On February 13, 2005, the Cleveland Plain Dealer published a story entitled “Fall from Grace” in its Sunday Magazine that chronicled the work of Bill Hahn. The article detailed a new organization called For thy Bounty Inc., which distributes food and supplies to those who sleep on the streets and in abandoned sections of Cleveland. The article, written by Christopher Evans and Sarah Crump, traced Hahn’s background and his efforts to distribute donations on the downtown and West Side streets.
The story was an intimate portrayal of Hahn’s background, his family issues, and his recent run in with the law. The Plain Dealer reporters and many experts in the community had serious issues with Hahn’s statistics and theories about the extent of mental illness on the streets. According to the article, For Thy Bounty began when Hahn had an epiphany after his son was diagnosed with a mental illness. Through contacts at his church and working with the local social service providers, Hahn started borrowing a van and taking supplies to mentally ill people on the streets.
Eventually, he was able to convince Catholic Charities to purchase a truck for him to use, and St. Paul’s Shrine allowed him to park in their lot and prepare food in their kitchen. He began traveling around Cleveland with a big Catholic Charities logo on the side of his truck giving food and clothing to those who stay outside or in abandoned buildings. The reporters went with Hahn on his tour and met many of those served by For Thy Bounty. The big issues in the story were Bill Hahn’s harsh criticism of other social service providers and his “problems” with the system serving homeless people. He also often championed that he was the person keeping many of the people who live on the streets alive, which is patently not true with an extensive outreach network available in Cleveland.
Hahn started making contacts with the movers and shakers in Cleveland including Bishop Pilla, Jack Kahl of Manco Duct Tape Company, Sam Miller of Forest City, and Anthony Rego, the grocery store owner. Most of these individuals went on the Hahn tour to view the impact of untreated mental illness on society. After the tour to view the depths of human suffering with extended commentary from Hahn, people were sold on For thy Bounty. The article said, “The truck became Hahn’s greatest recruitment tool.” The individuals who took the tour provided money or influence to Hahn and his attempts to assist those with a mental illness.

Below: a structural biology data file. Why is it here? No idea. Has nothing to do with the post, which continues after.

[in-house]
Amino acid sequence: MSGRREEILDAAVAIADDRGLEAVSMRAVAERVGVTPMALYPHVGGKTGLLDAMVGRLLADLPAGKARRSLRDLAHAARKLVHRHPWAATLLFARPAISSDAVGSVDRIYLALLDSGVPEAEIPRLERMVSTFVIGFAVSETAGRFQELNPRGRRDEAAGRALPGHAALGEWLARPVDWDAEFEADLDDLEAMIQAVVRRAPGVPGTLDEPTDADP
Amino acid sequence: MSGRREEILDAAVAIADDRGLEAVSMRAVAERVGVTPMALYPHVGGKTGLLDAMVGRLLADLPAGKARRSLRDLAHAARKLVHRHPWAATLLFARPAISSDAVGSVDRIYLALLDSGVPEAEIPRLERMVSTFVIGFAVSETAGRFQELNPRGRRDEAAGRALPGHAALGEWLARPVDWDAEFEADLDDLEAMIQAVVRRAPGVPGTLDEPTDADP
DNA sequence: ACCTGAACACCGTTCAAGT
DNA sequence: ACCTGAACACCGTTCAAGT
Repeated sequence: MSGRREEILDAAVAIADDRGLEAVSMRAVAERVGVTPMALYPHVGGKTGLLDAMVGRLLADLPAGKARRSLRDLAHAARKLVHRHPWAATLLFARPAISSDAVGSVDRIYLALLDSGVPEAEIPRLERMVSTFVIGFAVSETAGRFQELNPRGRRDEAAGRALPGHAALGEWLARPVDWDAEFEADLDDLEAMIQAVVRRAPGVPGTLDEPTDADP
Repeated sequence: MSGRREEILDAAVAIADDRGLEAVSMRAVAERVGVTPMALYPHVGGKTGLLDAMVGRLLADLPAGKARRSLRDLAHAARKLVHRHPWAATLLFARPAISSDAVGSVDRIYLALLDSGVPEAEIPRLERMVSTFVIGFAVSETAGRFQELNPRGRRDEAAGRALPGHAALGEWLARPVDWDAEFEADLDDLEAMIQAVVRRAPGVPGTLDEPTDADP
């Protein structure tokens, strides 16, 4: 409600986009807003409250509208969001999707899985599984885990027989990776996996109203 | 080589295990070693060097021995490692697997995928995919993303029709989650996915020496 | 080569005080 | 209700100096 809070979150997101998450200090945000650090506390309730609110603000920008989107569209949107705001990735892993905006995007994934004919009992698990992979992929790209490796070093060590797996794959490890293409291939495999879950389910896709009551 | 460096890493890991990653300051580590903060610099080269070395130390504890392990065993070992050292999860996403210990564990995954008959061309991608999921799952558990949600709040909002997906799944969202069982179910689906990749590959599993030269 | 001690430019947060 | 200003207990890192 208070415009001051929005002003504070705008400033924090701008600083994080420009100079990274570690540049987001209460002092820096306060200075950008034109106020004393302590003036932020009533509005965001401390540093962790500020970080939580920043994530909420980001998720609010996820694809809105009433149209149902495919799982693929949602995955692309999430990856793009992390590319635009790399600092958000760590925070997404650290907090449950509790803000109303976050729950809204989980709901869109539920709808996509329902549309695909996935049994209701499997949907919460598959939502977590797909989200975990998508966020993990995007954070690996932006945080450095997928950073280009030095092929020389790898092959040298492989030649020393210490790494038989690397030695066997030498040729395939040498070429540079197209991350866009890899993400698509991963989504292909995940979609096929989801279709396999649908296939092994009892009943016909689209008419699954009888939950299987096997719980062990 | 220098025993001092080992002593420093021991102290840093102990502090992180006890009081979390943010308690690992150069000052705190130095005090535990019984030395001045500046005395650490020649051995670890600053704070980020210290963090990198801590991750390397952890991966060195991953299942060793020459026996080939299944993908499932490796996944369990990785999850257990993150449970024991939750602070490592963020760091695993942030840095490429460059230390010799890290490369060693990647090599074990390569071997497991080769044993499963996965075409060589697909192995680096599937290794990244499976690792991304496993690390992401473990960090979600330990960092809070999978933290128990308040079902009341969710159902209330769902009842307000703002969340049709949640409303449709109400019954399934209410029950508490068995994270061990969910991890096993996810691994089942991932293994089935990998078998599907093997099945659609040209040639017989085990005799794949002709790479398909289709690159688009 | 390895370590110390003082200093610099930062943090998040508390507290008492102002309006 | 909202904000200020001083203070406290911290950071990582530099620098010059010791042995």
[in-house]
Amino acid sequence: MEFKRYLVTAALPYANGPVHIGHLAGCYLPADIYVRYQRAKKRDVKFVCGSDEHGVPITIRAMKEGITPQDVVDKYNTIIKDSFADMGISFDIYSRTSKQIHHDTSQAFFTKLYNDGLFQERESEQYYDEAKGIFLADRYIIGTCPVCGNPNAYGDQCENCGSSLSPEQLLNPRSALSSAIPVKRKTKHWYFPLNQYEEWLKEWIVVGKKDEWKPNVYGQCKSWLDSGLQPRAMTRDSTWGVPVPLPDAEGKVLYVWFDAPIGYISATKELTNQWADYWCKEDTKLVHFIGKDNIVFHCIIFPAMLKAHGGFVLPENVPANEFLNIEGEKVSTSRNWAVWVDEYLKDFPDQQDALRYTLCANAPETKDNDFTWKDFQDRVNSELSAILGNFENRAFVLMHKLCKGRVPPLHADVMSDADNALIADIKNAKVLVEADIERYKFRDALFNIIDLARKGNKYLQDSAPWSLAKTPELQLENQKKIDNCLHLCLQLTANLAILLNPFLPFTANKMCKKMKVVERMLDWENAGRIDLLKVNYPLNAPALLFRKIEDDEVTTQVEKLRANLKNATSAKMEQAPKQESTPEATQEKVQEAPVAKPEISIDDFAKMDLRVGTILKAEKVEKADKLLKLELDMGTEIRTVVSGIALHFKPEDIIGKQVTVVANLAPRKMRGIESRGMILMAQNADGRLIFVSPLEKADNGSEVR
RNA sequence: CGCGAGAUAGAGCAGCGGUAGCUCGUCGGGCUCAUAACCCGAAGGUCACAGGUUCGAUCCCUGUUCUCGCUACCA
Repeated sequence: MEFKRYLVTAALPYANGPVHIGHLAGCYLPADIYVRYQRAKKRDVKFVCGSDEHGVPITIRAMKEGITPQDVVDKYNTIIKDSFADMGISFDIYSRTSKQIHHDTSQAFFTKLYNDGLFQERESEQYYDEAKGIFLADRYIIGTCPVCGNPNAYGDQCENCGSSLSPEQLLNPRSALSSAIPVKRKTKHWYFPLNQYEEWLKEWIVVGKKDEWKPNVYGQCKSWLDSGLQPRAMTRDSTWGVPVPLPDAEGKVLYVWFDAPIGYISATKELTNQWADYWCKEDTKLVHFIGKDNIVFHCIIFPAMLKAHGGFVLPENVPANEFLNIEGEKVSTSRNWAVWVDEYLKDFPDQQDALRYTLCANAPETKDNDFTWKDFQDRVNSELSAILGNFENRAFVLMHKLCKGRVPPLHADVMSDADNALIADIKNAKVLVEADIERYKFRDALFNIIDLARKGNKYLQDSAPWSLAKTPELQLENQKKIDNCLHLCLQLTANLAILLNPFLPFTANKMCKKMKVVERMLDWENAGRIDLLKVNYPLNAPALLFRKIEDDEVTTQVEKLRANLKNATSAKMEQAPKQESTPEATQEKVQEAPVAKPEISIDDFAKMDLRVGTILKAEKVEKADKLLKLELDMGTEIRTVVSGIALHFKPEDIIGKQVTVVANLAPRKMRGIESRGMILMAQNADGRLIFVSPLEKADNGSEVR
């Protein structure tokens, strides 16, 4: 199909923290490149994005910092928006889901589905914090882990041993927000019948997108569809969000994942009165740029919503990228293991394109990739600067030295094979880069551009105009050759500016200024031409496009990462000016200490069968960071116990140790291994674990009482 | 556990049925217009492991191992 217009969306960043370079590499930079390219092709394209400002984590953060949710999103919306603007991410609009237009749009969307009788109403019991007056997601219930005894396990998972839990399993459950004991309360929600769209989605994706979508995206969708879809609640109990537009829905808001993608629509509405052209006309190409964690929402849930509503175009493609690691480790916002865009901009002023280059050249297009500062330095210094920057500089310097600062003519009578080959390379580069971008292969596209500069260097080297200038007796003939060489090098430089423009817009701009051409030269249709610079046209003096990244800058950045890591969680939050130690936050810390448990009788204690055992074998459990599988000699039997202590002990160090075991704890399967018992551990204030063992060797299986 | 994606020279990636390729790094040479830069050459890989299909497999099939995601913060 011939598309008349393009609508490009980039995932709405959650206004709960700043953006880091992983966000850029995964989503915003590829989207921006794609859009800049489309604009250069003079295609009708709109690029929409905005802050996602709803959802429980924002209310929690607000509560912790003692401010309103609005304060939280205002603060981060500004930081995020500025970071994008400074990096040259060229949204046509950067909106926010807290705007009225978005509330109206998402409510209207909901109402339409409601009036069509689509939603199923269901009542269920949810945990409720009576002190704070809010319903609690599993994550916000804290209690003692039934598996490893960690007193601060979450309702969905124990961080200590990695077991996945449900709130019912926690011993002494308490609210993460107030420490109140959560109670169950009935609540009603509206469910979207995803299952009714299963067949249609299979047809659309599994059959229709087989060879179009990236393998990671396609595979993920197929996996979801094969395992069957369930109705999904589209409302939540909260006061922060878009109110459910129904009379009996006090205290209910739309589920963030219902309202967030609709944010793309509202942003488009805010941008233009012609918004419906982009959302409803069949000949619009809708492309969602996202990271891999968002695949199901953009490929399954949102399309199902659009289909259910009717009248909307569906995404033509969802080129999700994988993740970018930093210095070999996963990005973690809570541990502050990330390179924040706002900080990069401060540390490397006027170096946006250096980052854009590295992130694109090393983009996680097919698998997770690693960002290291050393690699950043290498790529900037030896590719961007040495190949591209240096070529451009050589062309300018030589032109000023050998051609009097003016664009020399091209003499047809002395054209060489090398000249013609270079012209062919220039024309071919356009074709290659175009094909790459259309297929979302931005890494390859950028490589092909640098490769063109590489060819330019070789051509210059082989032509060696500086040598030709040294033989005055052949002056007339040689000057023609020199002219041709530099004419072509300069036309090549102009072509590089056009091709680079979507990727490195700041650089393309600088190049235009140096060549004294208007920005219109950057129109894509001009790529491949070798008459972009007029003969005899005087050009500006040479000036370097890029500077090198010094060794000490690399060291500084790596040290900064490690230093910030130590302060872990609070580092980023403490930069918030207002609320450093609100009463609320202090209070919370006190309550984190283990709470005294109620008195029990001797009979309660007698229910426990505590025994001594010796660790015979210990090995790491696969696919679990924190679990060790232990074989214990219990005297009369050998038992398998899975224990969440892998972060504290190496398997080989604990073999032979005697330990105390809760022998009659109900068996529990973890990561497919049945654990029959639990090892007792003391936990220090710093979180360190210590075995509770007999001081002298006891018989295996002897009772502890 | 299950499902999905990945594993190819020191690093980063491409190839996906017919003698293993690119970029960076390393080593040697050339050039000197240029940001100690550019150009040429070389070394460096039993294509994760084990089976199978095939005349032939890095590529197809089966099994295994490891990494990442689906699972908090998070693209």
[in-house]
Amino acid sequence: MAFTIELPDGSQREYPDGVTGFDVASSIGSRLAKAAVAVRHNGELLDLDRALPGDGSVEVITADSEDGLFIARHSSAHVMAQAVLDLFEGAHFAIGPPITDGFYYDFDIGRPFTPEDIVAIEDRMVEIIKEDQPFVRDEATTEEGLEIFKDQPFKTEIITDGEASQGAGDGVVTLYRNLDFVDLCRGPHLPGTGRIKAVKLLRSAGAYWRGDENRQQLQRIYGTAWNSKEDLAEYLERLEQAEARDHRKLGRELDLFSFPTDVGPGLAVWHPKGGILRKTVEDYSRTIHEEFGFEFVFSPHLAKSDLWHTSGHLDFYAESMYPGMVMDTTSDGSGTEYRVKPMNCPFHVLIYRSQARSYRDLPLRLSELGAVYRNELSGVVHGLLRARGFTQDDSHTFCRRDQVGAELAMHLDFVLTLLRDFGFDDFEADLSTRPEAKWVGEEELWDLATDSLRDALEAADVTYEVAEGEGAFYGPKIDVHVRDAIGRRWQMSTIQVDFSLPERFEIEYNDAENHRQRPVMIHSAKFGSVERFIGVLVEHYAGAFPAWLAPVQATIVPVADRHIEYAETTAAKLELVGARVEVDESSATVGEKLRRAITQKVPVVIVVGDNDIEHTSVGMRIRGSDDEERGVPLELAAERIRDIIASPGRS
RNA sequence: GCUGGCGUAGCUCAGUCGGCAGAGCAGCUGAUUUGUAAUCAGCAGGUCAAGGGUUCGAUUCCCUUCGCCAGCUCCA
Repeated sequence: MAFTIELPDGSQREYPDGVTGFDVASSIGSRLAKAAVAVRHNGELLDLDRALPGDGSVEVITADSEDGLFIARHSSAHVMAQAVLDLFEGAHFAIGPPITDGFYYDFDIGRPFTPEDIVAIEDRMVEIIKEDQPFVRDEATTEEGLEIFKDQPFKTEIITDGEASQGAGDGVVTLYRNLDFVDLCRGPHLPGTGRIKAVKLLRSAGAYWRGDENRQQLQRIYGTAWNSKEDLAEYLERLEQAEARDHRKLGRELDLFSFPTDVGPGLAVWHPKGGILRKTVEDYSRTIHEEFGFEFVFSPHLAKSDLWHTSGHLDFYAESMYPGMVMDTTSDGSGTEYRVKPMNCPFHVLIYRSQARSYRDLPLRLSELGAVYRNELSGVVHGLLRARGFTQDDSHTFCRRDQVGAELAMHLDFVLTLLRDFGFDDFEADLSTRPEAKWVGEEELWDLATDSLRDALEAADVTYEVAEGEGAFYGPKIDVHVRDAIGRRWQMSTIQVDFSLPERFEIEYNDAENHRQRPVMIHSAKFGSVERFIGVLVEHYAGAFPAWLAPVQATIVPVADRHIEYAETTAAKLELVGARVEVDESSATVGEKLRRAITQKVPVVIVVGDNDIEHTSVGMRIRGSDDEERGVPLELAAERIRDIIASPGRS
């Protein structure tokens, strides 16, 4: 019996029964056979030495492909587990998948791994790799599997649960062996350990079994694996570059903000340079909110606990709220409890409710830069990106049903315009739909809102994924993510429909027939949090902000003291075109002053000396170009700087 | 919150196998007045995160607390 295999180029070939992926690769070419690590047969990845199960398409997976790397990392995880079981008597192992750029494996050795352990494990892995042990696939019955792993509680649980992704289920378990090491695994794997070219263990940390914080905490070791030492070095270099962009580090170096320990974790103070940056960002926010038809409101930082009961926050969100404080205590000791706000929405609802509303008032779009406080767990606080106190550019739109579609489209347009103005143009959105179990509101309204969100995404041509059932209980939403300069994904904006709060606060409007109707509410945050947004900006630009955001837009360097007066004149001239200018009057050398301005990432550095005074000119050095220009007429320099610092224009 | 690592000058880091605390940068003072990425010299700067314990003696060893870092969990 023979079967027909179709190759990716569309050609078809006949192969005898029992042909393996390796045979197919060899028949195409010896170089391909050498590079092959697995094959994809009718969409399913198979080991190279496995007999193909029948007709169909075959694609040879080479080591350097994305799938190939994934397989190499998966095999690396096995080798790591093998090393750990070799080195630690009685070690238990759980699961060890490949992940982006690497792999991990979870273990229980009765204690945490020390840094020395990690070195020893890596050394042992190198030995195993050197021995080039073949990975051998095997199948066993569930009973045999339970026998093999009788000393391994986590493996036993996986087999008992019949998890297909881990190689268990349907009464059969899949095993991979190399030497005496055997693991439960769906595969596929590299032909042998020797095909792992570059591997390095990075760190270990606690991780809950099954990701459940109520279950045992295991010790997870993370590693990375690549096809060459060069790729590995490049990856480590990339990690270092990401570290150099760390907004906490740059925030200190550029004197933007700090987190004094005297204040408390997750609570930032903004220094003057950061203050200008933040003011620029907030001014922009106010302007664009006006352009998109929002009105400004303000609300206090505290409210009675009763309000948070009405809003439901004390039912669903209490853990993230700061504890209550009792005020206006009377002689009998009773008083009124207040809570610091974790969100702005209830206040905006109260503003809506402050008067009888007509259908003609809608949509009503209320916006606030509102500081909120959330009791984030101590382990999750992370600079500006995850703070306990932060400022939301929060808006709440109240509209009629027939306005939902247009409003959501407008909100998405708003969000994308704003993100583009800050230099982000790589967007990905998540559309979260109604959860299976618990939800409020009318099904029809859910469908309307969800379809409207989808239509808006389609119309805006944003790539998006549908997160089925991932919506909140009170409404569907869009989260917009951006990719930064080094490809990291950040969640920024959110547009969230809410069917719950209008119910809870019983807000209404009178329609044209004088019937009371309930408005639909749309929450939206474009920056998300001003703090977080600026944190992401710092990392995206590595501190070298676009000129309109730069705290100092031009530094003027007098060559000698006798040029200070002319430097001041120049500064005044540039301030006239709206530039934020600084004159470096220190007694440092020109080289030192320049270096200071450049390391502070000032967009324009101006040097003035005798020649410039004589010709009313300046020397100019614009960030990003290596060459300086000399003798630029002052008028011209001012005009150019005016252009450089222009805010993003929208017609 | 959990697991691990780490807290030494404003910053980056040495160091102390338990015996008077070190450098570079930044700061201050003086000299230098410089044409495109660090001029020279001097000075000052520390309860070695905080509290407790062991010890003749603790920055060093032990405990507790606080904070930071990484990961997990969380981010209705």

Hahn gathered Anne Goodman of the Cleveland Foodbank, Linda Somers of Care Alliance, Reverend Marvin McMickle of Antioch Baptist Church, Alex Machaskee of The Plain Dealer, a few elected officials, and most surprisingly Steve Friedman of Mental Health Services and William Dennihan of the Mental Health Board despite Hahn’s bad mouthing of the Mental Health Agencies in Cleveland. There was a large fundraiser held for the agency that raised in excess of $100,000 according to The Plain Dealer.
The Plain Dealer also included a one-page advertisement that ran in the paper on Christmas 2003. There was a controversy over the advertisement’s content with the Mental Health community who were upset over the inaccurate stereotypes. For full disclosure, Hahn wrote a two-page commentary for the Homeless Grapevine in 2002, and he asked Grapevine Editor and Coalition Director Brian Davis to be on the For Thy Bounty “Advisory Board.” Davis declined the invitation because he felt that it may have compromised the advocacy of the Coalition, and the “Board’s” sole purpose appeared to be raising money.
The Plain Dealer detailed a splintering of the “Advisory Board” with concerns over the finances of the organization. Hahn had a private printing business, and donations began to co-mingle with his business and housing. Many quoted in the story claimed Hahn did not operate as a transparent organization while waiting for his non-profit charitable status. According to the Plain Dealer reporters, he rejected attempts for “advisory board” members to see his finances. Many distanced themselves from the organization, and Hahn bad-mouthed some of the former allies. All this occurred while he railed against nearly every non-profit organization in the community that served homeless people.
The “Fall from Grace” article mentioned a great deal of personal trauma that Hahn went through with his child and his failing marriage. The authors of the story talked to Hahn’s ex-wife who complained about the sporadic care for their disabled son who Hahn claimed to be the inspiration for his work with homeless people. Finally, the biggest threat to his credibility was the discovery that he was in possession of the Helen Keller sculpture stolen from the Rockefeller Greenhouse.
In the last three months, according to The Plain Dealer nearly the entire “advisory board” resigned with only a few members remaining loyal. Many homeless people appreciate the gifts offered by Hahn and his group of volunteers, as they appreciate the hundreds of churches that also deliver food and clothing. There are many mentally ill people out on the streets, but not everyone is “insane,” as characterized by Hahn. There are many people who choose not to go into shelter because they make the rational decision that they cannot take all the rules or do not like to live with scores or even of hundreds of other people or they do not like being treated as a child with a curfew, etc. Sometimes it is a very sane decision not to go into the shelters.
Copyright NEOCH, The Homeless Grapevine #69, March 2005. All rights reserved.